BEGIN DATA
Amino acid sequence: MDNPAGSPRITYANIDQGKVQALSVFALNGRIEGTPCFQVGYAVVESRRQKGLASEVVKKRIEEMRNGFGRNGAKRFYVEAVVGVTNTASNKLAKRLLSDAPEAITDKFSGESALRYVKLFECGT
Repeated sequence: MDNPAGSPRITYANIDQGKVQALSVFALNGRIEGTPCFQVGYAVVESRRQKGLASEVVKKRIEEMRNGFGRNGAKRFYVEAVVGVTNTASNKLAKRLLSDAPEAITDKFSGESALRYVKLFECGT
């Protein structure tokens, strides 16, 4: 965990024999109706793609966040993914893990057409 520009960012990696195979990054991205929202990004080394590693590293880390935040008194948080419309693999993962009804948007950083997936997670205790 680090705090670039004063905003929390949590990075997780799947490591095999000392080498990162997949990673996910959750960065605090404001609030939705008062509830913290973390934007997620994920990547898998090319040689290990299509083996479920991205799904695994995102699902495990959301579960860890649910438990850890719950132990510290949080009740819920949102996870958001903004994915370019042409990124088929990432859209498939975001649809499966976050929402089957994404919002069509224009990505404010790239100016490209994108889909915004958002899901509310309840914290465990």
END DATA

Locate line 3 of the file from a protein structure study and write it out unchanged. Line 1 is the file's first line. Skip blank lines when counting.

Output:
């Protein structure tokens, strides 16, 4: 965990024999109706793609966040993914893990057409 520009960012990696195979990054991205929202990004080394590693590293880390935040008194948080419309693999993962009804948007950083997936997670205790 680090705090670039004063905003929390949590990075997780799947490591095999000392080498990162997949990673996910959750960065605090404001609030939705008062509830913290973390934007997620994920990547898998090319040689290990299509083996479920991205799904695994995102699902495990959301579960860890649910438990850890719950132990510290949080009740819920949102996870958001903004994915370019042409990124088929990432859209498939975001649809499966976050929402089957994404919002069509224009990505404010790239100016490209994108889909915004958002899901509310309840914290465990």